If the design, set and direction (Madeleine Boyd/Alessandro Talevi) worked memorably well, then it was entirely complemented by Stephen McNeff’s scholarly but entirely sympathetic new orchestration for 35 instruments. Never once did one feel anything was missing — the smaller space absorbed the smaller string sound, and other important Debussy sound-world effects were retained by clever reallocation of parts. Significant obbligatos — flute, harp, oboe etc — were all there, and if this put more strain on the soloists, it didn’t show. Stylish and dramatic by turn, effortlessly idiomatic, conductor Dominic Wheeler gave this refined version the attention it deserved.
The singing was uniformly good, sometimes excellent, with the many French speakers in the cast keeping the all-important rhythm and style of the libretto intact. If Ingrid Perruche was a trifle too robust, both vocally and physically, for an ideal Mélisande, there was no doubting her abilities to interpret the text intelligently. Her most believable Pelléas was the young Norwegian baritone Thorbjørn Gulbrandsøy who, after a slightly strained start, sang with fluency and the requisite ardour, making light of the high tessitura. In perfect contrast to him was the dark, resonant bass-baritone of Andrew Foster-Williams as the tortured Golaud, a singer whose voice has blossomed into something very special these past few years. The tone was fully supported and consistent through the range, he has power to spare and obviously relishes this kind of dramatic challenge relatively early in his career; it cannot be long before his Golaud is taken up by a major house. The Arkel of bass Frédéric Bourreau was assured and poignant — he managed to convey a sense of what the old king might once have been — whilst Marie Elliot as Geneviéve used her warm mezzo to good effect, despite the quite literal confines of her role. Young soprano Caryl Hughes as the child Yniold cleverly whitened her voice to almost boy-soprano tone and was convincing as the innocent vaguely troubled by what he observes around him. Young Czech bass Vojtech Safarik sang his few Doctor’s lines with assurance.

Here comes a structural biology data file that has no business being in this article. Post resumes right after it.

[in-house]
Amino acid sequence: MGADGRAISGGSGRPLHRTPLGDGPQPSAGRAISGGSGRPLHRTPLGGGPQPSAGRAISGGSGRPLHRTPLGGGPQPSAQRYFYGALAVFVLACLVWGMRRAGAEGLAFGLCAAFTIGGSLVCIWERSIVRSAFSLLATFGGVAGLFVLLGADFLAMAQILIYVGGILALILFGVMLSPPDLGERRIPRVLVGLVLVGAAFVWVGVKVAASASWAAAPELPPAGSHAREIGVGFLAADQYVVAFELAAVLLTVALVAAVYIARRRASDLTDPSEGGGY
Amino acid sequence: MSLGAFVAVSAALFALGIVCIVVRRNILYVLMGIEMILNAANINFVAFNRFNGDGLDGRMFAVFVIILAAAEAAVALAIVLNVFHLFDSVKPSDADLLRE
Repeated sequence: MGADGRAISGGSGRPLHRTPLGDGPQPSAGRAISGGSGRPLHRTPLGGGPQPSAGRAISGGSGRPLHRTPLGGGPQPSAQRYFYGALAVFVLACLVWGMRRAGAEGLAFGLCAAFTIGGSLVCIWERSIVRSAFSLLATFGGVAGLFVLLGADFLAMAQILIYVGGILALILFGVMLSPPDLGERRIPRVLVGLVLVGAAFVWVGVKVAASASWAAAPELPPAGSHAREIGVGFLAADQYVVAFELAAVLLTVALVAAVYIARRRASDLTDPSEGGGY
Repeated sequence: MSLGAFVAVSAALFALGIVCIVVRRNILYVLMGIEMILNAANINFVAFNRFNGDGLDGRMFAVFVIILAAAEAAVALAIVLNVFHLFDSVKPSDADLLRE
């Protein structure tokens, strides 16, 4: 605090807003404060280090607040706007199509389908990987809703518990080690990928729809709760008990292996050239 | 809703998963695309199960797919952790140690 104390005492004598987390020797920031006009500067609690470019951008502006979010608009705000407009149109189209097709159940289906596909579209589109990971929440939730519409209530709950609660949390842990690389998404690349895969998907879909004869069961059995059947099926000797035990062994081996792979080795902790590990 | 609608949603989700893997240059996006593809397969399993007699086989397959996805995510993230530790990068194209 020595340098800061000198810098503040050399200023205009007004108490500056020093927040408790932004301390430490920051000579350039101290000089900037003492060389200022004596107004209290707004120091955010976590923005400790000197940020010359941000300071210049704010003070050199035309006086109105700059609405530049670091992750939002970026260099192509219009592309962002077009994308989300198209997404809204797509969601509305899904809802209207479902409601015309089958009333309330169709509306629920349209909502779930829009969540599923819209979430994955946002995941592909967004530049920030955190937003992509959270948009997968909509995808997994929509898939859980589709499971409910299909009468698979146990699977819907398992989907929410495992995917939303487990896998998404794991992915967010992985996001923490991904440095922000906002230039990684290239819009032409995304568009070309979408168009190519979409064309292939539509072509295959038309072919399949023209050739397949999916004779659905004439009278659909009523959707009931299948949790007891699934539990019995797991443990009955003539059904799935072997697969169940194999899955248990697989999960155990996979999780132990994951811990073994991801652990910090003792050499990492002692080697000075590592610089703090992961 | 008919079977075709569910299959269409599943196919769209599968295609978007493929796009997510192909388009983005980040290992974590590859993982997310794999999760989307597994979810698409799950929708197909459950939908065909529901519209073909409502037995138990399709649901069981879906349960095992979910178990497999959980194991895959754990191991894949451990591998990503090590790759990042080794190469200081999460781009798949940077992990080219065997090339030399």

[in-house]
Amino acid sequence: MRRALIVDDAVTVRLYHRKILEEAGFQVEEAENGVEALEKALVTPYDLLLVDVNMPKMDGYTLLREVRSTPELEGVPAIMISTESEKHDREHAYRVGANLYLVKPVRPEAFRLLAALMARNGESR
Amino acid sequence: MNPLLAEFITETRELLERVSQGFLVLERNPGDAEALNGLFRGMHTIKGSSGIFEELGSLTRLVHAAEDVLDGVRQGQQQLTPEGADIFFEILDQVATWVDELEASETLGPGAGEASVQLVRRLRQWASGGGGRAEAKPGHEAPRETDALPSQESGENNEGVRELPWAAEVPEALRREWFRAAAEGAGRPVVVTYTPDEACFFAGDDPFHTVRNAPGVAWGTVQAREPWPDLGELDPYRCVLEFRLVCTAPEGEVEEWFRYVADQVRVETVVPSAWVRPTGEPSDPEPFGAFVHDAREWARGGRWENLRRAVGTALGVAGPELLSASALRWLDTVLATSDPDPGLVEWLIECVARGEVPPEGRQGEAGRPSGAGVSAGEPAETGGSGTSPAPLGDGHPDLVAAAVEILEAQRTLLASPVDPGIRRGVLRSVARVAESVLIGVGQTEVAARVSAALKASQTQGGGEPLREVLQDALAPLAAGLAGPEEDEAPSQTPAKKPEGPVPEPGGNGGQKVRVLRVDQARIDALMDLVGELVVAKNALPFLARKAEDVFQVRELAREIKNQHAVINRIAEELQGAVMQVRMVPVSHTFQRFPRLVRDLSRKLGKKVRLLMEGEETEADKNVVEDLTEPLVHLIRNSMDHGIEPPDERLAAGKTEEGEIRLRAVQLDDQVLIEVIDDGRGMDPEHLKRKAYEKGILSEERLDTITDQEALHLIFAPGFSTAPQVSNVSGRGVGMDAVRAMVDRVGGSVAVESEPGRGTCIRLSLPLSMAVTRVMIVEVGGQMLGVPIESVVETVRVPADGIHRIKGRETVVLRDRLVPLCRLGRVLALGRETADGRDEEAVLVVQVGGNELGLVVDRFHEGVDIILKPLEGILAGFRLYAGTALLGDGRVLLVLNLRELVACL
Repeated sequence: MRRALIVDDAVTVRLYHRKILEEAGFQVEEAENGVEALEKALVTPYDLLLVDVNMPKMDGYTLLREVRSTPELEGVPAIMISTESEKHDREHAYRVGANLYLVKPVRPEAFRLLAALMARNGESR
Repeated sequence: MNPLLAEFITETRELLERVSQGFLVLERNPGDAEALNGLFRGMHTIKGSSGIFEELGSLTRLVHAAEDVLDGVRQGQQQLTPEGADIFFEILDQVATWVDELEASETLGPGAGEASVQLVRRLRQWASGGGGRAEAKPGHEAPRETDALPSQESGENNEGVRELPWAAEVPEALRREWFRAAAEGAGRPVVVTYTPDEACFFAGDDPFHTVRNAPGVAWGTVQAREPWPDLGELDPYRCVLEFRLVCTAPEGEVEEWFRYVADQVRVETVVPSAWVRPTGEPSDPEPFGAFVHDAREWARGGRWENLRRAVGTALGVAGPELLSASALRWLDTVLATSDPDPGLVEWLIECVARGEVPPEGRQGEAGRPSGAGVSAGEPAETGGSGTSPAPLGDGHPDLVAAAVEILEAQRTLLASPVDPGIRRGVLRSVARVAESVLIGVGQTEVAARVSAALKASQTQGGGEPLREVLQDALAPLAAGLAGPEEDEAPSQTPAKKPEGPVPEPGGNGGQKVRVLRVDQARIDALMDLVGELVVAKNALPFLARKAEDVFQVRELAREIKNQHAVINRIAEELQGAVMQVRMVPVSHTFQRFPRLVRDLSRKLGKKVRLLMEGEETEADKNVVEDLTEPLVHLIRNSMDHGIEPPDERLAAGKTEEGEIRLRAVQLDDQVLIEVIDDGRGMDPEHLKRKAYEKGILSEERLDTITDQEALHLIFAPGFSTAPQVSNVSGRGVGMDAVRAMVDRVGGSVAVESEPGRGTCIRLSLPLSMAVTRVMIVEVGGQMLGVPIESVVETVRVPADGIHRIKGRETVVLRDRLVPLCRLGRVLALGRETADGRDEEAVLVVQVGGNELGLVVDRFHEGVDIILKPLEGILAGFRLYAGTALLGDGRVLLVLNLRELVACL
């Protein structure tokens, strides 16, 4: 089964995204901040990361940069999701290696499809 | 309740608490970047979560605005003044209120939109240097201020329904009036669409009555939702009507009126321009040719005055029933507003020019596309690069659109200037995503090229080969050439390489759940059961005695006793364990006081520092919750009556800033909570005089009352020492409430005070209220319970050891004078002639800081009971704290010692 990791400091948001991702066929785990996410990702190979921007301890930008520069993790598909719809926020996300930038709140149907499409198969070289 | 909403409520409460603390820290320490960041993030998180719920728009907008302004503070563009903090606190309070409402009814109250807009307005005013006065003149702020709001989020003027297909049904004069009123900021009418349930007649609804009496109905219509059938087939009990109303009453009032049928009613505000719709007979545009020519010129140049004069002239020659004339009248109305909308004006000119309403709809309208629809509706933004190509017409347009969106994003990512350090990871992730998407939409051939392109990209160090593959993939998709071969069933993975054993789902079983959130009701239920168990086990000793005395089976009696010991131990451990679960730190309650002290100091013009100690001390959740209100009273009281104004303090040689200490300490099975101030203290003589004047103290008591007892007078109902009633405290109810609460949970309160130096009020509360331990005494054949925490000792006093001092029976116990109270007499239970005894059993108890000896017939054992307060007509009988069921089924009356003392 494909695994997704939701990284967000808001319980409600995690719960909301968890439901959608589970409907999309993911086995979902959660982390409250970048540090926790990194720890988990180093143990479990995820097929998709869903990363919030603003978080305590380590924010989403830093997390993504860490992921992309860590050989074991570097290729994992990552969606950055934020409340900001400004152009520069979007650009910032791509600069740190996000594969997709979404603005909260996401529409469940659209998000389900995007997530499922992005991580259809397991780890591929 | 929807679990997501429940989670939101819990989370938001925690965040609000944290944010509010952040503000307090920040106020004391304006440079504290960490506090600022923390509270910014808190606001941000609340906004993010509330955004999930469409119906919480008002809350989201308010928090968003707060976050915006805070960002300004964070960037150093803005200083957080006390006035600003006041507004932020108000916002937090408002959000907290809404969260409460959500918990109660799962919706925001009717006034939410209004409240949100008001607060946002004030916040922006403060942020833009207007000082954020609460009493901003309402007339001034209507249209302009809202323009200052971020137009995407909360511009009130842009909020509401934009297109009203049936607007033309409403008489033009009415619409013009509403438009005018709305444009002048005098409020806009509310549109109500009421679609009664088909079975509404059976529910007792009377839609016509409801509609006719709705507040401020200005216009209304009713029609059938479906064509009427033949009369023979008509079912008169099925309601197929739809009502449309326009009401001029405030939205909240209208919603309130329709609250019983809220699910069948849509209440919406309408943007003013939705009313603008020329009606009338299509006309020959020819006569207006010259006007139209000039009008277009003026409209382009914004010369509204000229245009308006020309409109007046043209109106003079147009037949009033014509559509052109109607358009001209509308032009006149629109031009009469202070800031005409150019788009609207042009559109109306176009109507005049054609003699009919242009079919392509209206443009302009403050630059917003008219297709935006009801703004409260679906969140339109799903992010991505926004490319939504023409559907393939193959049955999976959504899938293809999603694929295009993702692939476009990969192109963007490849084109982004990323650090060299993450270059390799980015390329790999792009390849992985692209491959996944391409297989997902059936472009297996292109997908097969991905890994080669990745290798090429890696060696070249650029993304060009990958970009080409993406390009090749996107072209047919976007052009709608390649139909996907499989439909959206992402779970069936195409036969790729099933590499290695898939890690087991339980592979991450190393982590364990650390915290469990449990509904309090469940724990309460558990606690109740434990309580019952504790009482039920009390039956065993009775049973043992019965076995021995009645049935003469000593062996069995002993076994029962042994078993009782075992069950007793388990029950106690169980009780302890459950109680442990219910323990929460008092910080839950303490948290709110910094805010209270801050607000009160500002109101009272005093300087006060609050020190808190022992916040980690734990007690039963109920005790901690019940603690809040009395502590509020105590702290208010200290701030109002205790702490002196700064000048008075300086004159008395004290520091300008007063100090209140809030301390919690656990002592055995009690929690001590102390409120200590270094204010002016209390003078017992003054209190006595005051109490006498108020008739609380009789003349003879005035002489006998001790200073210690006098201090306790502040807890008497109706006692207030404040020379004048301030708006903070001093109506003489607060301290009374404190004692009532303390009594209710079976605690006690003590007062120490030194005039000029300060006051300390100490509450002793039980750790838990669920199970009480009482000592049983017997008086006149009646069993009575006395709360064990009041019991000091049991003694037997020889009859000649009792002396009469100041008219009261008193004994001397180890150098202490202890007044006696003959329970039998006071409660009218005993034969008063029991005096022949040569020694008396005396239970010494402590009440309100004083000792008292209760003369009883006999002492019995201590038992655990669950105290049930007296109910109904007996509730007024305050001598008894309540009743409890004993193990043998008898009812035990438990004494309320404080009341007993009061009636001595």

Ingrid Perruche (Mélisande) and Andrew Foster-Williams (Golaud)
This was opera as it should be but seldom is — innovative yet respectful, ambitious yet pragmatic, and above all committed to the development of talent in all departments. We shall miss Independent Opera’s productions in the UK and can only hope that their ideals are carried on elsewhere.
Sue Loder © 2008